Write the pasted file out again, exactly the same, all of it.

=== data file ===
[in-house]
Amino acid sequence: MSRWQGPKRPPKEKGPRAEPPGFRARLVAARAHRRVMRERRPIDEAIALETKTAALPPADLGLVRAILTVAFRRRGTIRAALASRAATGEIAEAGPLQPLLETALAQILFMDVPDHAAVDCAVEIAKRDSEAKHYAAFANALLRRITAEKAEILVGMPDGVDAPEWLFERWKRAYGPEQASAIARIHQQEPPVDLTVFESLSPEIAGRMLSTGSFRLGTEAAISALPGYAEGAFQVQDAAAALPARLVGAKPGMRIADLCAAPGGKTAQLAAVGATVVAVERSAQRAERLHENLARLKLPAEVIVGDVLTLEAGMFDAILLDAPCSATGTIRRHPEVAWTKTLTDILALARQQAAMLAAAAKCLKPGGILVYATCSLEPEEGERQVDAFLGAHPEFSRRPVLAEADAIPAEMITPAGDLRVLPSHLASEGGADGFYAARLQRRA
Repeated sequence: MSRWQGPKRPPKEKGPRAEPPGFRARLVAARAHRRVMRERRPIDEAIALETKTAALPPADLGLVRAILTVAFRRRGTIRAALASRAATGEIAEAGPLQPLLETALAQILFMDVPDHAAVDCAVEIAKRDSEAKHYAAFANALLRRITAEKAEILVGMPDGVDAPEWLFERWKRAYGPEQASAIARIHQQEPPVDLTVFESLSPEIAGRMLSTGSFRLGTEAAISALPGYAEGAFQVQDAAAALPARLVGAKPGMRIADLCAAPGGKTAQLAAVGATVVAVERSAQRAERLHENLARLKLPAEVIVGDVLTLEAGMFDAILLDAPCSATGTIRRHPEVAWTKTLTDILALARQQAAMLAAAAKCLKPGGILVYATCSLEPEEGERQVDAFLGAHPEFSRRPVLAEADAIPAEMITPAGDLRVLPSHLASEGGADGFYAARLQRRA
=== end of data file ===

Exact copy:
[in-house]
Amino acid sequence: MSRWQGPKRPPKEKGPRAEPPGFRARLVAARAHRRVMRERRPIDEAIALETKTAALPPADLGLVRAILTVAFRRRGTIRAALASRAATGEIAEAGPLQPLLETALAQILFMDVPDHAAVDCAVEIAKRDSEAKHYAAFANALLRRITAEKAEILVGMPDGVDAPEWLFERWKRAYGPEQASAIARIHQQEPPVDLTVFESLSPEIAGRMLSTGSFRLGTEAAISALPGYAEGAFQVQDAAAALPARLVGAKPGMRIADLCAAPGGKTAQLAAVGATVVAVERSAQRAERLHENLARLKLPAEVIVGDVLTLEAGMFDAILLDAPCSATGTIRRHPEVAWTKTLTDILALARQQAAMLAAAAKCLKPGGILVYATCSLEPEEGERQVDAFLGAHPEFSRRPVLAEADAIPAEMITPAGDLRVLPSHLASEGGADGFYAARLQRRA
Repeated sequence: MSRWQGPKRPPKEKGPRAEPPGFRARLVAARAHRRVMRERRPIDEAIALETKTAALPPADLGLVRAILTVAFRRRGTIRAALASRAATGEIAEAGPLQPLLETALAQILFMDVPDHAAVDCAVEIAKRDSEAKHYAAFANALLRRITAEKAEILVGMPDGVDAPEWLFERWKRAYGPEQASAIARIHQQEPPVDLTVFESLSPEIAGRMLSTGSFRLGTEAAISALPGYAEGAFQVQDAAAALPARLVGAKPGMRIADLCAAPGGKTAQLAAVGATVVAVERSAQRAERLHENLARLKLPAEVIVGDVLTLEAGMFDAILLDAPCSATGTIRRHPEVAWTKTLTDILALARQQAAMLAAAAKCLKPGGILVYATCSLEPEEGERQVDAFLGAHPEFSRRPVLAEADAIPAEMITPAGDLRVLPSHLASEGGADGFYAARLQRRA